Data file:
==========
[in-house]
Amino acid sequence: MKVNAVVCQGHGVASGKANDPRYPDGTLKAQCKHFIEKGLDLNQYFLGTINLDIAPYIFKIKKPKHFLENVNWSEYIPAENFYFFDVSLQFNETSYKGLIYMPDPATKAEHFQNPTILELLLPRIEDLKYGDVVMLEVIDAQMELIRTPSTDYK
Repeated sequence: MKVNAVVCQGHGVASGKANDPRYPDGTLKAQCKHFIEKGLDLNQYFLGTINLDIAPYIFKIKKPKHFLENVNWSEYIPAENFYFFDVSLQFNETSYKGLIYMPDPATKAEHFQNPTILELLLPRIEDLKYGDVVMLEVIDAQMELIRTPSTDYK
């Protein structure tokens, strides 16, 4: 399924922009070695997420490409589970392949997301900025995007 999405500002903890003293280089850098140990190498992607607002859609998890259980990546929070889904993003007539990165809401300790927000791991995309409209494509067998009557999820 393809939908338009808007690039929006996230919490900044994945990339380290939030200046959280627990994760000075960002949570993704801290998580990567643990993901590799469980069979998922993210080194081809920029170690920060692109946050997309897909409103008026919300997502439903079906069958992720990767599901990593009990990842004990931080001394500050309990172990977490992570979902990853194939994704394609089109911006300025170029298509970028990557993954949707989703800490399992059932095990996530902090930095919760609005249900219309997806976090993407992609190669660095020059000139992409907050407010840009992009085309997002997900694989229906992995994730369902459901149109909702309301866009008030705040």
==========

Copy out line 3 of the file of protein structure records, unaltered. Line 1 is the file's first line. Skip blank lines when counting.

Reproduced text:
Repeated sequence: MKVNAVVCQGHGVASGKANDPRYPDGTLKAQCKHFIEKGLDLNQYFLGTINLDIAPYIFKIKKPKHFLENVNWSEYIPAENFYFFDVSLQFNETSYKGLIYMPDPATKAEHFQNPTILELLLPRIEDLKYGDVVMLEVIDAQMELIRTPSTDYK